Chinese Traditional Festivals

The Spring Festival

The Spring Festival or the Lunar New Year is the most expected and celebrated traditional festival in China . It is the first day of the lunar year and it comes between January 21 and February 20 by solar calendar. Each year is named after one of the 12 animals according to the Chinese Zodiac. Nian, as Chinese call it according to a Chinese legend, was a legendary beast that came to ruin the peaceful life of people on every eve of the New Year. To drive it away, people set off firecrackers on New Year's Eve and stayed up with long candles lighting up the long night.

The custom of putting up red paper and firing firecrackers to celebrate has lasted from generation to generation. They feel that the color and the sound of firecrackers add to the excitement of the celebration. Even though the climax of the Chinese New Year lasts only two or three days including the New Year's Eve, the New Year season extends from the last mid-month of the previous year to the first mid-month of the new year. People will spend their money buying presents, decorations, food and clothing. Transportation department, railroad in particular, is nervously waiting for the burst of swarms of travelers who rush back home for a family reunion from different parts of the country. It is the biggest occasion for the family reunion.

Days before the New Year, every family is busy giving its house a thorough cleaning, hoping to sweep away all the ill-fortunes which there may have been in the family to make way for the coming of good luck. People also give their doors and window-panes a new polishing. They decorate the doors and windows with traditional paper-cut and poetically antithetic couplets with popular themes of happiness, wealth, longevity or sweet marriage with more children. Paintings of the same themes are put up in the house on the newly mounted wall paper.

The eve of the New Year is very carefully observed as a great occasion for people to come together to have a family reunion. The family members sit around the table and enjoy a great feast known as Happy Family Reunion Dinner while watching special programs designed for New Year's Eve on China 's Central Television. One of the most popular courses is Jiaozi at dinner. After dinner, it is time for the whole family to sit up for the night while watching TV programs. Every lights is supposed to be kept on the whole night. At mid-night, the sky will be lit up by firecrackers, the peak of people's excitement has reached.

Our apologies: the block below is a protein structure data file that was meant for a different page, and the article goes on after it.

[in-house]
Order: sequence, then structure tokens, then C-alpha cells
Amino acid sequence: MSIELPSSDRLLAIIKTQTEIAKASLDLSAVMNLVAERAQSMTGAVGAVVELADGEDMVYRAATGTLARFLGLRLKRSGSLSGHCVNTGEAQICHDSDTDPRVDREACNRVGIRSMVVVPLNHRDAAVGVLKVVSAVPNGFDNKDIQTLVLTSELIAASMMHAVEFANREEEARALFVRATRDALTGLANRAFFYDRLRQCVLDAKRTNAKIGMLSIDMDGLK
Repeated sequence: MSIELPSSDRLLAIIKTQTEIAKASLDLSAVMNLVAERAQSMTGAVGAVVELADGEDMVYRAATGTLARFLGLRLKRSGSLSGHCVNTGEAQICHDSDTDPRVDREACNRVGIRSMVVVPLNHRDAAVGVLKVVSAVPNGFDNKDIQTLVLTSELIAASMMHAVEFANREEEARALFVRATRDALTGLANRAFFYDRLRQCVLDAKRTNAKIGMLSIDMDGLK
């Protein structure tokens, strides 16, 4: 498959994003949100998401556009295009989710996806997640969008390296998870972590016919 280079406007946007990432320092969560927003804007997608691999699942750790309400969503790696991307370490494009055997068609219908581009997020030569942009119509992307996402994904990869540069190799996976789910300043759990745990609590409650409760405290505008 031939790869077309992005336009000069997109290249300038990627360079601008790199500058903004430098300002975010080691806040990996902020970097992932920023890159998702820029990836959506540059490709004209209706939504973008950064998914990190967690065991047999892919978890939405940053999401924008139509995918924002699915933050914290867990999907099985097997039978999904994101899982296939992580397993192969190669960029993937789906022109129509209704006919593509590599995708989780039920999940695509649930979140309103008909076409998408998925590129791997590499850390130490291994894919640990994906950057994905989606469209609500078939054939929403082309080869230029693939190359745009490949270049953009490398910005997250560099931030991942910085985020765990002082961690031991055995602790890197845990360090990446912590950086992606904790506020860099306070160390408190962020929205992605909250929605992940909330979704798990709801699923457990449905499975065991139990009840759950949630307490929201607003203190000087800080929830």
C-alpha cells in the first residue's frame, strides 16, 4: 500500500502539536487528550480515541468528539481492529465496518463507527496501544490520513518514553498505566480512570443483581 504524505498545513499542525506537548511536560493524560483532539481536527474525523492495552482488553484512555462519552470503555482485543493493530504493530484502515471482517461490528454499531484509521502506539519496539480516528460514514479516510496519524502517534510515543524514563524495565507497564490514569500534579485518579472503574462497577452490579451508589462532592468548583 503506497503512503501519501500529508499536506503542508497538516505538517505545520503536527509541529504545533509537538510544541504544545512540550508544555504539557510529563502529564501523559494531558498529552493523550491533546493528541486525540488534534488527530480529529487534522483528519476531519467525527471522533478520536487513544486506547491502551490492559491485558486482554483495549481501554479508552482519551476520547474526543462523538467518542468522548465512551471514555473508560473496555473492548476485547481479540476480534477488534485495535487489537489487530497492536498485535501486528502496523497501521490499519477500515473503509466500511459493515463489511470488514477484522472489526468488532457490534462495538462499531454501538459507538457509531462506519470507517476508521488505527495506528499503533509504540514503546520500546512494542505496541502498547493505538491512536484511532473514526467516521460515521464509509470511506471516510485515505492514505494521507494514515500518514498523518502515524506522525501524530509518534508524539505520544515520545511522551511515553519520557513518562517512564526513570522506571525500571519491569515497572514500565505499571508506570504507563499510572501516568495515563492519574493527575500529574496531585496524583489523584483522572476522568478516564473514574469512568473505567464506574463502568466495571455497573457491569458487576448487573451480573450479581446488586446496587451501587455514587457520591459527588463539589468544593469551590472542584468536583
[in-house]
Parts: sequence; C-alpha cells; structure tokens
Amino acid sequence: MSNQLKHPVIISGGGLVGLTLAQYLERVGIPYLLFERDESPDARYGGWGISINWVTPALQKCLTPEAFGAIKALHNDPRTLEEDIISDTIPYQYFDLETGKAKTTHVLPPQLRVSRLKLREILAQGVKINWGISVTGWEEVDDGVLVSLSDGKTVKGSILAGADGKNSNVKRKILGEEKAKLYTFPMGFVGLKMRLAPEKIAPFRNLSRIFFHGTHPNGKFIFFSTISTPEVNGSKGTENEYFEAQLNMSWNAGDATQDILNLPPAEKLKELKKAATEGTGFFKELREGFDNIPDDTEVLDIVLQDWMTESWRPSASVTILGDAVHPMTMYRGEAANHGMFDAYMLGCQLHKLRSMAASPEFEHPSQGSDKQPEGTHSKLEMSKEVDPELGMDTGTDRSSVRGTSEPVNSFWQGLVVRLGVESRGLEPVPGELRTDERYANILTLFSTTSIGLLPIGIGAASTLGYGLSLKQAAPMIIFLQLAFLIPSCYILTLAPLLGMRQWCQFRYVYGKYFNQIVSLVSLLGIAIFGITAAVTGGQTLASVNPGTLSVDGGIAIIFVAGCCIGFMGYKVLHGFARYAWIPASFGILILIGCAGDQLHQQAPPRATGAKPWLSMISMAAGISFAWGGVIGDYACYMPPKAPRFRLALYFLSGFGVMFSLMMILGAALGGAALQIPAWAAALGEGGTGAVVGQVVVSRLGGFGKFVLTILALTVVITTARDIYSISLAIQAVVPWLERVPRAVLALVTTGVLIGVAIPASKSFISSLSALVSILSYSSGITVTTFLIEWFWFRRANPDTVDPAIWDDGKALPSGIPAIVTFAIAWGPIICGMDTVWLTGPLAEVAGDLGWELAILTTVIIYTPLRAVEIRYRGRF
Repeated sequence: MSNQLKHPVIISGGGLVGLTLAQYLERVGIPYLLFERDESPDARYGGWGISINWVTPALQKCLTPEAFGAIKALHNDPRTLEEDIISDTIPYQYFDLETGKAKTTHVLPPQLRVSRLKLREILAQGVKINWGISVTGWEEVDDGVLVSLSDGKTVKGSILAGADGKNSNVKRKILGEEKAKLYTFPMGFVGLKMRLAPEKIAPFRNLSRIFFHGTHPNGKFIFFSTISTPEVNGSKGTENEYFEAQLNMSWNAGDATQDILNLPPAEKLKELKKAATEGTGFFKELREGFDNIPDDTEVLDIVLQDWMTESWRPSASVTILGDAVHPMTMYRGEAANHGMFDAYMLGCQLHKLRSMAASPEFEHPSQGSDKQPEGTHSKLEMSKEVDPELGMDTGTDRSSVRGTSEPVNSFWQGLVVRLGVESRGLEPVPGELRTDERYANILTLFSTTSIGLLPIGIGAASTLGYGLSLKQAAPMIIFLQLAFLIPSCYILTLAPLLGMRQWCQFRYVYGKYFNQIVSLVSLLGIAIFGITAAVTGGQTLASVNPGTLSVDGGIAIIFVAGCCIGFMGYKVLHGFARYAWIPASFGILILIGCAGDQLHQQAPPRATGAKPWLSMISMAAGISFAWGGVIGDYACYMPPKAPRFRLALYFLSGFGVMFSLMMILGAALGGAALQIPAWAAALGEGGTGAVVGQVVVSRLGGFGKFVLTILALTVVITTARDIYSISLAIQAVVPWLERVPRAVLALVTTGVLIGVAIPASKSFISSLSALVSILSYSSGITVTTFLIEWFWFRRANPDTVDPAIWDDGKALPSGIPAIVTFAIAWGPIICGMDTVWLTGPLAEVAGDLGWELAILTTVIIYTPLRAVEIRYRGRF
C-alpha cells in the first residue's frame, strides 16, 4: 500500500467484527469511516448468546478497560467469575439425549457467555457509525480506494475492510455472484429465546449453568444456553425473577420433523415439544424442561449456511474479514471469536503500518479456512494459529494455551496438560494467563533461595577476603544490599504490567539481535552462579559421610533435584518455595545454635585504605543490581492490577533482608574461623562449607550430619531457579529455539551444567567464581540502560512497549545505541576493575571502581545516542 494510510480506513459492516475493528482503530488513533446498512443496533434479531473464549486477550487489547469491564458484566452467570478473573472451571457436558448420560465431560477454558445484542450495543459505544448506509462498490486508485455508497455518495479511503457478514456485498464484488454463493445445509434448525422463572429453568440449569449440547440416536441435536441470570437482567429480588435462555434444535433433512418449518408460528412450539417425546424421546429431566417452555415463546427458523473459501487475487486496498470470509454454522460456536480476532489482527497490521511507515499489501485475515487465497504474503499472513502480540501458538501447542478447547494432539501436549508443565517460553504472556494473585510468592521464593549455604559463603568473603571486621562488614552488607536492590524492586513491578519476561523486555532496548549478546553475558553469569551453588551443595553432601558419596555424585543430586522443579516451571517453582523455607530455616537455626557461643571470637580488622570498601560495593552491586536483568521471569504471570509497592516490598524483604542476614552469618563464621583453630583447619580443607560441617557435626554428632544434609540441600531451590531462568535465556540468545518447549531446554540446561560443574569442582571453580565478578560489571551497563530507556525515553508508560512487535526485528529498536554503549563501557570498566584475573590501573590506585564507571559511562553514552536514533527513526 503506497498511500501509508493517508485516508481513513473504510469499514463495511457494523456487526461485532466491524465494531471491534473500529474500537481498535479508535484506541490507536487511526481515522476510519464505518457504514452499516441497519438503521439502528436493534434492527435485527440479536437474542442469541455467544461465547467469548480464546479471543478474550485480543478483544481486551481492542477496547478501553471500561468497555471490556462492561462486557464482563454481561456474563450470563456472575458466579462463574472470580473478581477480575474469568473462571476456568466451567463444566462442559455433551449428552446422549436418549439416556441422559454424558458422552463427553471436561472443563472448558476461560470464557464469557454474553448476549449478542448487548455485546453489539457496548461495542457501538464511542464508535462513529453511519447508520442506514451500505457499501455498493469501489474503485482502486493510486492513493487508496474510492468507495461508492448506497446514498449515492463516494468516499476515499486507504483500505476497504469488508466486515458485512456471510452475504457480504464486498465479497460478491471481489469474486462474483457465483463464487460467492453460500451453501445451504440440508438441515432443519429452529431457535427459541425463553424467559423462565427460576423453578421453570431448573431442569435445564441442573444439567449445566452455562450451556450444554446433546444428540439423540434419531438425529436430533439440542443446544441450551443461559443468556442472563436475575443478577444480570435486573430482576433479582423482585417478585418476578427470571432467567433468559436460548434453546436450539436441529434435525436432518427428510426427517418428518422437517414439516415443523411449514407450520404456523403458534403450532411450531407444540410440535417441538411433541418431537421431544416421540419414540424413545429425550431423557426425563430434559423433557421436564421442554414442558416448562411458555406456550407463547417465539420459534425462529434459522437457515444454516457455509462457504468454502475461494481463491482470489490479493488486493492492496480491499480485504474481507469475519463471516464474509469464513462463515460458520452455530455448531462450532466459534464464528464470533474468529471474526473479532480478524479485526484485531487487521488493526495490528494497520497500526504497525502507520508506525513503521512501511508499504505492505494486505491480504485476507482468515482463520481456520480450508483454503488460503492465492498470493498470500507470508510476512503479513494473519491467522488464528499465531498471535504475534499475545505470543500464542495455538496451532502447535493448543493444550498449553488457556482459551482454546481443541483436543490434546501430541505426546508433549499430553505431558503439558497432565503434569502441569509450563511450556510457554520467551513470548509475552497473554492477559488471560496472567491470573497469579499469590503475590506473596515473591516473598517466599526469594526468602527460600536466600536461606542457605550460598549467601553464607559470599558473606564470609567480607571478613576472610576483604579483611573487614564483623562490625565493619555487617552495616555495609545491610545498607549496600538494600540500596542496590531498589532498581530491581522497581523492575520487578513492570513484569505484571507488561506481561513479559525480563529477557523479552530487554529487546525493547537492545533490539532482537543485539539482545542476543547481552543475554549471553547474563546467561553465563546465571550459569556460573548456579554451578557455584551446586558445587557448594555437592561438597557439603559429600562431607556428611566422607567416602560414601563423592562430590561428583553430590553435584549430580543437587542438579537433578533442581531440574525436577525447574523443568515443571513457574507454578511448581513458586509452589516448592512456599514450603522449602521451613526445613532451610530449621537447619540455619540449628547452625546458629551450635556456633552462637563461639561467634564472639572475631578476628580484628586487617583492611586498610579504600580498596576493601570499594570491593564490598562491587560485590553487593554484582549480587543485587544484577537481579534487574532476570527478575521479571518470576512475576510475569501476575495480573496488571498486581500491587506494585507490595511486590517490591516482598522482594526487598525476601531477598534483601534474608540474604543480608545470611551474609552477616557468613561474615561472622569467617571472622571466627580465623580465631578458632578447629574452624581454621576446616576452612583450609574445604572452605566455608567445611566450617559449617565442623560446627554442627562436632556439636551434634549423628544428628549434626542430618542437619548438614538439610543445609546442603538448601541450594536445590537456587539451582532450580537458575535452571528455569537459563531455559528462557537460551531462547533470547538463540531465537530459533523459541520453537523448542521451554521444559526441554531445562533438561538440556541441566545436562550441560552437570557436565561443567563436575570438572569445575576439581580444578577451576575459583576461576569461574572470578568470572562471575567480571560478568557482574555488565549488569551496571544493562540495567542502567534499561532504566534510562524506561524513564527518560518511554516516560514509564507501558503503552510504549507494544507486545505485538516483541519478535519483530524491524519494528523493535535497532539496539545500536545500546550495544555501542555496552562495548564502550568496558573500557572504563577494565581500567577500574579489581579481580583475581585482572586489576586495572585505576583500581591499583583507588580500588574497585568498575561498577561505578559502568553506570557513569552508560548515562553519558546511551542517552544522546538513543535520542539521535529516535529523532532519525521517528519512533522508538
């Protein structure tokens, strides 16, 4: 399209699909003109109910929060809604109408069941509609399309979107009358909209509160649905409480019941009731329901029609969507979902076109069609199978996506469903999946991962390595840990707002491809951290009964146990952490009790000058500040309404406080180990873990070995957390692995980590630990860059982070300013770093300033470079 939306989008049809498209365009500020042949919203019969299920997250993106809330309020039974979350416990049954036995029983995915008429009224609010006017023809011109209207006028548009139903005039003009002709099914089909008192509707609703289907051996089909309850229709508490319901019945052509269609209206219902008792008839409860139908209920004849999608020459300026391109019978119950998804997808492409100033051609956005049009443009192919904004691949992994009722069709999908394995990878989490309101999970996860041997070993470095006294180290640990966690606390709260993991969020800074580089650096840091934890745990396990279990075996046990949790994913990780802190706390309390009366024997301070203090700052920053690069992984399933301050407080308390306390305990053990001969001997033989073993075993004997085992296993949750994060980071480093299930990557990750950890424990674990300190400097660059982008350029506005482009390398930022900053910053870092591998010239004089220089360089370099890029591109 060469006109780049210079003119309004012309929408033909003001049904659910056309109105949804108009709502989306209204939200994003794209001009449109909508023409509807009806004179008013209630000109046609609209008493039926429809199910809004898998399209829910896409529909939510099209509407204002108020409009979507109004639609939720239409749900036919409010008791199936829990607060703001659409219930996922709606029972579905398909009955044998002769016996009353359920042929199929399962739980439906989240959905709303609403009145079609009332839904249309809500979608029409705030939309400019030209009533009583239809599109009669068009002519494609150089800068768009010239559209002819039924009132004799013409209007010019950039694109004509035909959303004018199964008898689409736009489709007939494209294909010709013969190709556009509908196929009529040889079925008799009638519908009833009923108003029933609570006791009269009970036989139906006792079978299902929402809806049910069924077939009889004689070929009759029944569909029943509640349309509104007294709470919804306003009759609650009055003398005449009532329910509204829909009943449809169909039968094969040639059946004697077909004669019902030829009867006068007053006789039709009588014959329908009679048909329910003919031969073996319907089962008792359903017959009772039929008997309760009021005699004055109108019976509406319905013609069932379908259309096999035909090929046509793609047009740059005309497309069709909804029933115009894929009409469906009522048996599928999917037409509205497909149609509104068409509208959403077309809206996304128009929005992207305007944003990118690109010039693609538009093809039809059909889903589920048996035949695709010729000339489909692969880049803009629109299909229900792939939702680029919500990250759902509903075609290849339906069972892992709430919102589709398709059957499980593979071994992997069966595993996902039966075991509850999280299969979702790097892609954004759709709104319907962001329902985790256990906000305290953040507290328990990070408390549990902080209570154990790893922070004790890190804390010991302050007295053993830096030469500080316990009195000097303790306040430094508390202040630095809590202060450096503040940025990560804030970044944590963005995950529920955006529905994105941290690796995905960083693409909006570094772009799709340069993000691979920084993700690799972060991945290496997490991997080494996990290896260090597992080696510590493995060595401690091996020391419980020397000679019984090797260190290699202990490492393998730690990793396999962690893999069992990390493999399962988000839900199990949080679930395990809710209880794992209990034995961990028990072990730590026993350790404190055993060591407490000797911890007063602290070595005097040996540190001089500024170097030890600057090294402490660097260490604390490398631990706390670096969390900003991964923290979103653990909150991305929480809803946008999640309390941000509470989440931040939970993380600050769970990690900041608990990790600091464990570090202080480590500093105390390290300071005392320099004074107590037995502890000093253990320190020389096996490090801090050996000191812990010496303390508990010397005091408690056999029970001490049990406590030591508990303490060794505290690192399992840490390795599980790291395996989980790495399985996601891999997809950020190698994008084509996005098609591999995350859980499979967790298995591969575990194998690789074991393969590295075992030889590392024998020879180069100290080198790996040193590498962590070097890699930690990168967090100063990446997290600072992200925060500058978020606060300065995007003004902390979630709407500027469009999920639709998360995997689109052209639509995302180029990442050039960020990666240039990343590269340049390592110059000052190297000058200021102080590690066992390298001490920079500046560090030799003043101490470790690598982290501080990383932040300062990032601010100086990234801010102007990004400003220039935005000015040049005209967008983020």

Very early in the next morning, children greet their parents and receive cash wrapped up in red paper as a gift from their parents. Then, people start out to express greetings from door to door, first their relatives and then their neighbors. It is great time for reconciliation. Old grudges are cast away during the greetings. The air is permeated with warmth and friendliness and people are visiting each other with the exchange of gifts and best wishes. Customs of observing the New Year vary from place to place, considering that China is a big country not only geographically, but also demographically and ethnically. Yet, the spirit underlying the diverse celebrations of the Chinese New Year is the same: a sincere wish for peace and happiness for each family member and friend.

Nowadays, people have changed some of the practices in their celebrations. Some of the families would like to watch TV programs on the Eve of the Spring Festival at home. And some families would rather celebrate the occasion in restaurants or hotels. Some like to continue during the following days. In big cities, fireworks are prohibited for environmental reasons, but some families would still do it by going out of town into the country. With the convenience of modern science and technology, people phone each other or send emails or short messages by mobile phone or computers to say ¡°Happy New Year¡±. Although some like to get together to feast with family members, colleagues, classmates, and friends, to recall the pleasant moments they enjoyed, some families choose to get away on a tourist trip. In the rural area, people decorate every door with Spring Scrolls to greet the spring for prosperity; and in the urban area, people simplify the process by putting up some lucky characters as fu (good fortune) or Chun (spring) on the door for more holiday atmosphere of the season. In many companies and offices, people enjoy a week's vacation but as a matter of fact many people take this full first month of the year for relaxation.

The lantern Festival

The Lantern Festival sets in on the fifteenth day of the Spring Festival, creating an anti-climax atmosphere of the Festival. Lantern exhibitions, lion-dragon dances, guessing riddles and eating tangyuan (ball-shape boiled rice dumplings with sweet stuffing) feature this day. The Chinese lantern is made of iron wires, wood, bamboo, silk or paper, with embroidery, drawing, or oil painting, and it is a folk art, dating back some 2,000 years.